If Weight Gain Follows Smoking Cessation, Is it Worth it?
Many women and men justify smoking because they do not want to be overweight or obese.
A new research study investigates the association between smoking, weight gain and cardiovascular risk among postmenopausal women with and without diabetes.
“Cigarette smoking is an important cause of cardiovascular disease, and smoking cessation reduces the risk. However, weight gain after smoking cessation may increase the risk of diabetes and weaken the benefit of quitting,” write Juhua Luo, Ph.D., of the Indiana University School of Public Health.
Researchers used data from the Women’s Health Initiative (WHI) to assess the association. In the WHI, 161,808 postmenopausal women 50 through 79 years of age were recruited from 40 sites between 1993 and 1998 and followed up every 6 to 12 months.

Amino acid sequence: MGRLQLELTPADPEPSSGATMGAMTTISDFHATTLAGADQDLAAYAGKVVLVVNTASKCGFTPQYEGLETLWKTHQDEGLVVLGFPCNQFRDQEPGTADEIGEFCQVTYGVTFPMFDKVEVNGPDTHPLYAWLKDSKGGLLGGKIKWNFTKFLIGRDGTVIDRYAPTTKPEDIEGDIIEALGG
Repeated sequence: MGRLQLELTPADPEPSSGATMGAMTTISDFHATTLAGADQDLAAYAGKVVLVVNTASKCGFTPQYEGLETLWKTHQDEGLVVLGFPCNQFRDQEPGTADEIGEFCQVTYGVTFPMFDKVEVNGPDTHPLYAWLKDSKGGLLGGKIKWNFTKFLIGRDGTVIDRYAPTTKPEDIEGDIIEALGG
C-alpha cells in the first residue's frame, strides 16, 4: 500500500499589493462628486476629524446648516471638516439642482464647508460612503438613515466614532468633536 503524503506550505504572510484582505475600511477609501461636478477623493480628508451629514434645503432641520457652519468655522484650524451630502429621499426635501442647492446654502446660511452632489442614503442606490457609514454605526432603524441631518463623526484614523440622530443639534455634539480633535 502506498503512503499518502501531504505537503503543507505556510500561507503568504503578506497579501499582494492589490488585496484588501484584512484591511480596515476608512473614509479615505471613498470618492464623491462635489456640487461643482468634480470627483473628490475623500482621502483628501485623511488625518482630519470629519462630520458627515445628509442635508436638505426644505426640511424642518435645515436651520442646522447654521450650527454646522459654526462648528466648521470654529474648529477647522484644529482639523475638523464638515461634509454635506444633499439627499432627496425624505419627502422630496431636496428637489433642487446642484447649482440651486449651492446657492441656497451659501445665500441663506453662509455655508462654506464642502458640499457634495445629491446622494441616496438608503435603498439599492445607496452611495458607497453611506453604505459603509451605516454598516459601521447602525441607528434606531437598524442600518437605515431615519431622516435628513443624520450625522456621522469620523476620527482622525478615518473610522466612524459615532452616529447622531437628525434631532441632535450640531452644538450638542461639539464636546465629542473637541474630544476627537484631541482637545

Women without known cancer or cardiovascular disease at baseline or CHD at year 3 were followed up until CHD diagnosis, date of death, loss to follow-up, or September 30, 2010, whichever occurred first.
Of 104,391 women followed up, 3,381 developed CHD, during an average of 8.8 years.
The researchers found that smoking cessation was associated with a lower risk of CHD among postmenopausal women with and without diabetes.
However, weight gain following smoking cessation weakened this association, especially for women with diabetes who gained 11 lbs. or more.
Researchers say more studies are necessary to study the association as the power to make statistical inference was limited due to the small number of cases.
Source: The JAMA Network Journals
Nauert PhD, R. (2015). If Weight Gain Follows Smoking Cessation, Is it Worth it?. Psych Central. Retrieved on October 1, 2016, from http://psychcentral.com/news/2013/07/03/if-weight-gain-follows-smoking-cessation-is-it-worth-it/56769.html